December 23, 2008

Criminals Switch To Malware For Online Crimes

In April, many scammers began to see problems with their phishing scams.

Security researchers had spent time studying botnet networks and had become very good at blocking fraudulent emails.

These scammers, also called phishers, known for the way they trick victims into giving up user names and passwords, have homed in on a new way to make money.

Phishers have begun using browser plug-ins or other types of software.  Instead of tricking victims to visit websites, they have started sending emails that come with malicious software.  The software poses as a security update from a bank, and installs code that can steal banking credentials.

According to Mickey Boodaei, CEO of Trusteer, a company that makes desktop security software used by banks, malicious software installs are on the rise among scammers.

"We're seeing a clear shift from phishing attacks," said Boodaei.

Phishers have become more technically sophisticated with their attacks, said Dave Jevans, chairman of the Anti-Phishing Working Group.

"These are not things that just steal your passwords," he added. "These add you to botnets."

Some of the malware used by phishers is pretty nasty says Boodaei. "They're trying to inject HTML pages into sessions with these banks to steal information," he said.

Trusteer introduced a search tool earlier this month that shows banks if their domains are being targeted by scammers.

A majority of the phishing attacks were against banking brands like Lloyds, Citibank, PayPal, and Bank of America.  Lately, phishers have begun to attack smaller institutions, and victims outside the U.S.

"With the European banks, it's been the worst year they've ever had," Jevans said.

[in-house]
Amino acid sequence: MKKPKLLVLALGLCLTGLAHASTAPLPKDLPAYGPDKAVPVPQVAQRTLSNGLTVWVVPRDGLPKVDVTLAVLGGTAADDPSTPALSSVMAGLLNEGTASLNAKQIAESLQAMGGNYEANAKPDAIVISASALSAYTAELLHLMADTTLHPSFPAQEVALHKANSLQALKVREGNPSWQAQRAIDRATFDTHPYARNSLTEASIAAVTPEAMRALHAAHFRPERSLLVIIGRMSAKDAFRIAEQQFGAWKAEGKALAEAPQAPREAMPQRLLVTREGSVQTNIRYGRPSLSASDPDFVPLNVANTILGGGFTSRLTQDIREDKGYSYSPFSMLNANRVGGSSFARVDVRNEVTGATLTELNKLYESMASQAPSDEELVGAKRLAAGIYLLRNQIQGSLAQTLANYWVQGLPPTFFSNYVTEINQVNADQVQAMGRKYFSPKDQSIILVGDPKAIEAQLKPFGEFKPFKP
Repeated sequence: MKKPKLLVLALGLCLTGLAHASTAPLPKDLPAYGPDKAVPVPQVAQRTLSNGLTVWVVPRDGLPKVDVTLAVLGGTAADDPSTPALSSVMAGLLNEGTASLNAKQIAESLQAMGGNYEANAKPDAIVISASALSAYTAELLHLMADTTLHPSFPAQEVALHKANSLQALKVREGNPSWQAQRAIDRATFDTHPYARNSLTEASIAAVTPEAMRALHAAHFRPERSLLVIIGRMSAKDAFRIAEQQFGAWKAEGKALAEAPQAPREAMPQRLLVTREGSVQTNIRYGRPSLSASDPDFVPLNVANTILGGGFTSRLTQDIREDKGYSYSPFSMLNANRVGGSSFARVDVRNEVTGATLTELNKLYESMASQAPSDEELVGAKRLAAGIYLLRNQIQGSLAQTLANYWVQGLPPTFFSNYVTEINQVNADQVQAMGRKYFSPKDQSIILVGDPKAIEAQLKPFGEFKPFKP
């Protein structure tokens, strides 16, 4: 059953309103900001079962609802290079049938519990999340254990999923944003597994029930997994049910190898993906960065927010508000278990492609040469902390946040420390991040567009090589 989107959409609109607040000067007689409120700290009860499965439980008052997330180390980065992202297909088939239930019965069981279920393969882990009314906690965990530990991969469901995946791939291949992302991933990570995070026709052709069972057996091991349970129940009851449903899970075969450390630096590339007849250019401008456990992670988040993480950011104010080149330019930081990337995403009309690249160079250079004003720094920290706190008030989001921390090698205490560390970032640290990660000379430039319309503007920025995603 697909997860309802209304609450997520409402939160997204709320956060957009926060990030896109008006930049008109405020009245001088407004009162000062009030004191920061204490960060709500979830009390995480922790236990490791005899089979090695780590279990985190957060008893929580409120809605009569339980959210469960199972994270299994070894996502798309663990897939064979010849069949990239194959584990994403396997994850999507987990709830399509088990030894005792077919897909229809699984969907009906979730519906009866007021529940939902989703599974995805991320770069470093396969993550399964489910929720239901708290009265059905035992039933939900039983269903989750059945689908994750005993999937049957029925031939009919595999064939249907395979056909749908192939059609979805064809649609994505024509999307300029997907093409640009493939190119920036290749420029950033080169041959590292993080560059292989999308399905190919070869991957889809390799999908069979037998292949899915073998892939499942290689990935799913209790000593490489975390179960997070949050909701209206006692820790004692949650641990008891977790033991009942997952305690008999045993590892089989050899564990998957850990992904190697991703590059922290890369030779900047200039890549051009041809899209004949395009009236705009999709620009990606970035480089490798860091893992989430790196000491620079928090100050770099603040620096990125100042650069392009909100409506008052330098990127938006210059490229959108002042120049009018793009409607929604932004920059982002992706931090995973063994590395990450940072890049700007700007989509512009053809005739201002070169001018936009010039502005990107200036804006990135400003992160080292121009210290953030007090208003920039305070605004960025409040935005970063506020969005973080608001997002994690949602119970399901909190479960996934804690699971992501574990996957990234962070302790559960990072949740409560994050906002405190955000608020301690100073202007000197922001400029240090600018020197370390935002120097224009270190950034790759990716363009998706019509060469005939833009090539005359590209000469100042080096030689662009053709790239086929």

Phishers aren't stopping with malware.  They are continually looking for new ways to steal.

According to Jevans, phishers have begun to spoof companies like FedEx and United Parcel Service.  He has also seen scammers try to steal information through domain registrars, allowing them to redirect entire websites to their malicious servers.

Security experts believe that this type of attack gave criminals access to the CheckFree internet domain earlier this month.  The online payments service's website was redirected to another site that installed malicious software.

According to John Scarrow, general manager of safety services at Microsoft, social-networking sites have also been a goldmine for scammers, although the attackers have dropped quickly as websites responded to the problem.

Malware has made phishing more complicated for scammers, but phishers are more than willing to help out other scammers.

For example, one Moroccan hacker, dubbed Mr. Brain, creates free phishing kits for new scammers, although the programs come with a catch.

Amateur criminals who use his programs get phished themselves.  All of the data logged by the programs are automatically sent to Mr. Brain.

The profits are still too good for amateur phishers to pass up. 

According to Sean Brady, senior manager with RSA Security, phishing is easier than ever before for beginners. 

"If I could call it anything, I'd call it a commodity crime," Brady said.


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